Hockey Canada has paid out nine settlements from its National Equity Fund, totalling $7.6 million since 1989, the organization’s chief financial officer said on Wednesday.
“Out of the National Equity Fund, nine settlement payments have been made totalling $7.6 million,” confirmed Brian Cairo, speaking at a heritage committee meeting on Wednesday.
He added that $6.8 million of that total was related to Graham James, a former Canadian junior ice hockey coach who plead guilty to two counts of sexual assault in 1997. Uninsured settled claims make up another $1.3 million of the payouts, $1 million of which resulted from four incidents from a single perpetrator.
The organization also used the fund to pay for third-party investigator Henein Hutchison LLP to look into a 2018 group sexual assault allegation, according to Cairo. That payment totalled $287,000.
The fund is generated in part by children’s registration fees.
Reports surfaced last week that Hockey Canada maintained a fund that drew on membership fees to pay for uninsured liabilities — including sexual abuse claims. Last Tuesday, Hockey Canada said it would no longer use this fund for sexual abuse claims.
In addition to the National Equity Fund, in the late 1990s, Cairo said Hockey Canada added a sexual abuse component to their liability insurance. Since that time, the insurance has covered the cost of another 12 sexual misconduct settlements to the tune of $1.3 million.
That means, in total, Hockey Canada has settled 21 cases and paid out $8.9 million to complainants.
Hockey Canada was called before the committee after two high-profile allegations of group sexual assault emerged, leading to calls for a reckoning and resignations at Hockey Canada.
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The scandal erupted in May when TSN first reported that members of the 2018 world junior team had been accused of a group sexual assault after a gala event in London, Ont., in 2018 — and that Hockey Canada had quietly settled a lawsuit with the complainant earlier this year.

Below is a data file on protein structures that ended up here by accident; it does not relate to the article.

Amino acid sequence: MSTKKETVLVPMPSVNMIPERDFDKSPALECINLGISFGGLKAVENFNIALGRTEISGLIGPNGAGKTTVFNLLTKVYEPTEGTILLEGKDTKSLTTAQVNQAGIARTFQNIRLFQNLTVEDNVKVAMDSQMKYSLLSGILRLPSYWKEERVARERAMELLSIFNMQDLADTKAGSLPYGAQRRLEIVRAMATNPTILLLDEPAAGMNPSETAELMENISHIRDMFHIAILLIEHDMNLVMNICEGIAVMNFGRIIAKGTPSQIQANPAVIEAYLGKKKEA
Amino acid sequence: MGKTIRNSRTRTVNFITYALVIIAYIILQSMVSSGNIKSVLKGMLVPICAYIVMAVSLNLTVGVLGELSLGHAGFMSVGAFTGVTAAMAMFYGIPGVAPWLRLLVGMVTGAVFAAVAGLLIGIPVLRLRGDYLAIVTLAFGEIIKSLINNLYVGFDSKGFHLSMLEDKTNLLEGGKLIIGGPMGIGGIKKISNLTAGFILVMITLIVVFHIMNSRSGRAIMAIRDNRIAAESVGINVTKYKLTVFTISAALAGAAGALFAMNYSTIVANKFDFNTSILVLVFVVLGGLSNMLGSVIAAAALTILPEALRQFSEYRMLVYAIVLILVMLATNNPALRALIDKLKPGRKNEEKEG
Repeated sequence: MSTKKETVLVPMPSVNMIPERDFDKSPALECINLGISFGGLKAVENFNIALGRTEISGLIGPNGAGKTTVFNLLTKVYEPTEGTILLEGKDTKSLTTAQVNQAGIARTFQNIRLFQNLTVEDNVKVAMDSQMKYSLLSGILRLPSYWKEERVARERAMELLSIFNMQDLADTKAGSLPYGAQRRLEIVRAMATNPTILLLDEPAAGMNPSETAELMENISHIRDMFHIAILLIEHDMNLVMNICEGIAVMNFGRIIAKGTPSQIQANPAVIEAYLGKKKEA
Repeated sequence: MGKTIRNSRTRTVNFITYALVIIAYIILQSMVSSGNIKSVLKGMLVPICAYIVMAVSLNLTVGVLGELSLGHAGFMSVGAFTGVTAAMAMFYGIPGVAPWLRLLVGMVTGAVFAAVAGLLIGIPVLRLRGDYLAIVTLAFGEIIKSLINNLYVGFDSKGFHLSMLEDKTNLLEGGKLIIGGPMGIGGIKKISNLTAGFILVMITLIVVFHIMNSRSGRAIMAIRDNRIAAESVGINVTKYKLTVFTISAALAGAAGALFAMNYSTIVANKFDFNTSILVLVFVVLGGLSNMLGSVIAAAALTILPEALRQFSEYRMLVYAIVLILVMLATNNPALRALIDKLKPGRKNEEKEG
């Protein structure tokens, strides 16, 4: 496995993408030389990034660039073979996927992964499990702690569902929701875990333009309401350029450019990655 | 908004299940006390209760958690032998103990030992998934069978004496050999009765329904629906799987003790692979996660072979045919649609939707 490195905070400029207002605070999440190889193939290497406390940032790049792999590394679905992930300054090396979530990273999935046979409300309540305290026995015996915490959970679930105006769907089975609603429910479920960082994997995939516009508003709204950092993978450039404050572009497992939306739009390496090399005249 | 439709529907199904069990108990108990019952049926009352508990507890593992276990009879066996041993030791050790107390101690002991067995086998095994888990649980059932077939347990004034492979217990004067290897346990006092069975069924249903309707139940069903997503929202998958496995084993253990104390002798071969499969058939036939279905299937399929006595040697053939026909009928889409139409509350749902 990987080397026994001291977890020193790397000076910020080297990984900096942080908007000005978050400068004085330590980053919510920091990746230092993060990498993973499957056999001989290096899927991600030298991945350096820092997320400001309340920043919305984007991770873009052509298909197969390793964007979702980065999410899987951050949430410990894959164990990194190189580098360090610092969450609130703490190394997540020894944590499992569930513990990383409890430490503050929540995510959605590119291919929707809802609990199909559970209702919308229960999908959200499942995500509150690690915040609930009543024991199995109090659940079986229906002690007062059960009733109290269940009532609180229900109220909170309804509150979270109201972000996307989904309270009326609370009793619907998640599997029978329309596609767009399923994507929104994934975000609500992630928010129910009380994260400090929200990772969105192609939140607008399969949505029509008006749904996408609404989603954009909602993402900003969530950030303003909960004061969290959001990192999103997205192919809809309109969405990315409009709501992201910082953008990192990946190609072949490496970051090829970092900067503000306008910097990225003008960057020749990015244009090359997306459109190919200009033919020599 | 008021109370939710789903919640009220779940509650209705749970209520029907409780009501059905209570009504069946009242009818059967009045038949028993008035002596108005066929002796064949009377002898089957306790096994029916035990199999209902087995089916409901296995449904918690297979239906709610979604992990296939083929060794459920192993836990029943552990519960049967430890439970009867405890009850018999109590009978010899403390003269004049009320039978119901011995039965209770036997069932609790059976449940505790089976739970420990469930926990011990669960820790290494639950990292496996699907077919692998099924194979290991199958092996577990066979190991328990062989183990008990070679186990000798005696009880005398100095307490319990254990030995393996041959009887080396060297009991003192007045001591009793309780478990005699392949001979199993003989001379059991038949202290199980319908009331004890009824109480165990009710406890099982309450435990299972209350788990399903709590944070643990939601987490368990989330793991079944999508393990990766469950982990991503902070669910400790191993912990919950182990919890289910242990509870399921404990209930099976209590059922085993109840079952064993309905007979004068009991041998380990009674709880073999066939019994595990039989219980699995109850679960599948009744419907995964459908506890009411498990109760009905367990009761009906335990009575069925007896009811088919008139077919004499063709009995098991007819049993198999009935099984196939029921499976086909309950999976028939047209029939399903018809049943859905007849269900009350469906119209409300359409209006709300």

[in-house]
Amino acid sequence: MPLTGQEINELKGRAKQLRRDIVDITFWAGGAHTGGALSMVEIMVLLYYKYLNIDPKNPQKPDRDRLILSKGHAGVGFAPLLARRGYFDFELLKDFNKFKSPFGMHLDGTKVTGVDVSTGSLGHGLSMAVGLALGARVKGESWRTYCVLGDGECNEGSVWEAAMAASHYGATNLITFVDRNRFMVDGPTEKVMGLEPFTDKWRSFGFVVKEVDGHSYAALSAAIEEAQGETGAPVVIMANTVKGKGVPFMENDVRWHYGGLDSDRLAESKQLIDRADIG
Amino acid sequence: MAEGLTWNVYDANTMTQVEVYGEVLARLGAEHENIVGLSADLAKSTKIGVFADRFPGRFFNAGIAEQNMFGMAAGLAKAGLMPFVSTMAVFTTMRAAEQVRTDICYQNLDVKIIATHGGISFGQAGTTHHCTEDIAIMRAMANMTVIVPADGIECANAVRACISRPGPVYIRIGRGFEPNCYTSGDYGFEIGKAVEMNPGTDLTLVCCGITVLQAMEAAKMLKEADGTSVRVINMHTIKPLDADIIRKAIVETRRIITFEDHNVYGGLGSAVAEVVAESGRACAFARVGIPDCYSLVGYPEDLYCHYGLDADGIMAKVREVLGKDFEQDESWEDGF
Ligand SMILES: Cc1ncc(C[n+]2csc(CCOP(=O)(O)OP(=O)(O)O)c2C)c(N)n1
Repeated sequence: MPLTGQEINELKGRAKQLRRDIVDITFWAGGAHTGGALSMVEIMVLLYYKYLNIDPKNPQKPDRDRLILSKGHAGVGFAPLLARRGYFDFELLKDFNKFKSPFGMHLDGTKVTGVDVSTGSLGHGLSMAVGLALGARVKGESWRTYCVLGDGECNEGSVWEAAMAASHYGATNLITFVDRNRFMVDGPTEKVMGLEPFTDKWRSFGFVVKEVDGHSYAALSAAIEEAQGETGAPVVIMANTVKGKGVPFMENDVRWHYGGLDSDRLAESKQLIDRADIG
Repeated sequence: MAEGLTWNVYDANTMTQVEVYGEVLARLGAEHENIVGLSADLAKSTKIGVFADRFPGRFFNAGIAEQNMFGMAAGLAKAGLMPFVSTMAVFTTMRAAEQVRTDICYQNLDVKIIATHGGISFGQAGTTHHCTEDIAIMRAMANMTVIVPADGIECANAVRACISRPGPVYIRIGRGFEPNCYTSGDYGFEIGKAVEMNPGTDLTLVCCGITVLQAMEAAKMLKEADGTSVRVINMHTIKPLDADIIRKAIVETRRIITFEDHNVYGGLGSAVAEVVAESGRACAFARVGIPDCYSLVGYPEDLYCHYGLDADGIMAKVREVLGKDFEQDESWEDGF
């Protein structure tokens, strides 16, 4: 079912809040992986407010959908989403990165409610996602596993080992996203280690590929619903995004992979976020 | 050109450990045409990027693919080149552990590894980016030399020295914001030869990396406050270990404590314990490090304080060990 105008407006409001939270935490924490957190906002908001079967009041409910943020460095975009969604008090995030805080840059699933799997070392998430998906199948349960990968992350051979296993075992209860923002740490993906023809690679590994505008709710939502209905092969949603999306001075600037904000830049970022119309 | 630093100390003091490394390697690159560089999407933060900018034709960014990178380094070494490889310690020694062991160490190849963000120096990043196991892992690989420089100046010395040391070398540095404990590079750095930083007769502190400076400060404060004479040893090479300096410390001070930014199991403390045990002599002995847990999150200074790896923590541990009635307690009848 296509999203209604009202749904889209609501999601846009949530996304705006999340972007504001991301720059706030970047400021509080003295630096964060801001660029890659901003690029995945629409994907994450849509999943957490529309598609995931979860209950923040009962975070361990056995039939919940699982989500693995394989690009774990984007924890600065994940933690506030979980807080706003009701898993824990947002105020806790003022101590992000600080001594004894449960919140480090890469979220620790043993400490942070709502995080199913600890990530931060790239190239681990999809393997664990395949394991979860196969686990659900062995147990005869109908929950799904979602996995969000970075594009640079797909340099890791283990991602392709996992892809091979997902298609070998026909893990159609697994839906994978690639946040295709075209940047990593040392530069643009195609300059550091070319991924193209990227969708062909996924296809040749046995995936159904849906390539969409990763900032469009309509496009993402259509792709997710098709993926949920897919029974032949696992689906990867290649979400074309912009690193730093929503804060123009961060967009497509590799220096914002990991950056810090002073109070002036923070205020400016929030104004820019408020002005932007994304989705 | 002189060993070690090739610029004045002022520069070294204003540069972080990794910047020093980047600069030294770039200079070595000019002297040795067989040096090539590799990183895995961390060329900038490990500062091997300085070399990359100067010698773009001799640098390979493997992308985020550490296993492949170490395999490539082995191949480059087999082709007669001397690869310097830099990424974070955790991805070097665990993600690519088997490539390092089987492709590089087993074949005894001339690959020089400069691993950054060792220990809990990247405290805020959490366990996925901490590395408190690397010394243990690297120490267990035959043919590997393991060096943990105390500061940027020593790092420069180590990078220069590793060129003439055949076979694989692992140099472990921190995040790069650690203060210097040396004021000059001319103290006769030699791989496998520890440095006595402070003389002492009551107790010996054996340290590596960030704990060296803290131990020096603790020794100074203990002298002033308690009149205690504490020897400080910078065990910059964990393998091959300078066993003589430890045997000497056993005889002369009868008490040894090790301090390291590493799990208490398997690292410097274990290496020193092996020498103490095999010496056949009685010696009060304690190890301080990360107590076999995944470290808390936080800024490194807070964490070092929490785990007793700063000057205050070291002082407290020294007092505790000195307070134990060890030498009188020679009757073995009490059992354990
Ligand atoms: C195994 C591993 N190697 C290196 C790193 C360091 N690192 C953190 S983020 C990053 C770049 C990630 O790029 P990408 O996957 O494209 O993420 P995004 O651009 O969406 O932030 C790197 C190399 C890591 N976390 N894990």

Global News reached out to the agents for all players who were on the roster at the time of the alleged incident. Several players have since released public statements denying their involvement. Read the full list of responses from the team in this post on globalnews.ca.
Hockey Canada CEO Scott Smith told the committee on Wednesday that he takes “ownership for some things that (they) could have done better through the process.”
“I did not take ownership of a cover-up. So I want to I want to be clear on that,” he added.
Still, all complainants who received a settlement were likely asked or directed to sign a non-disclosure agreement, according to Glen McCurdie, former Hockey Canada vice-president of insurance and risk management, said.
“My recollection would be that that was the case, but I don’t have access to those files at this time,” he told the committee, when asked if NDAs were the norm in these settlements.
Should the complainants wish to come forward and tell their stories, Smith said Hockey Canada would be willing to eliminate the NDAs — provided there isn’t a “legal reason not to do that.”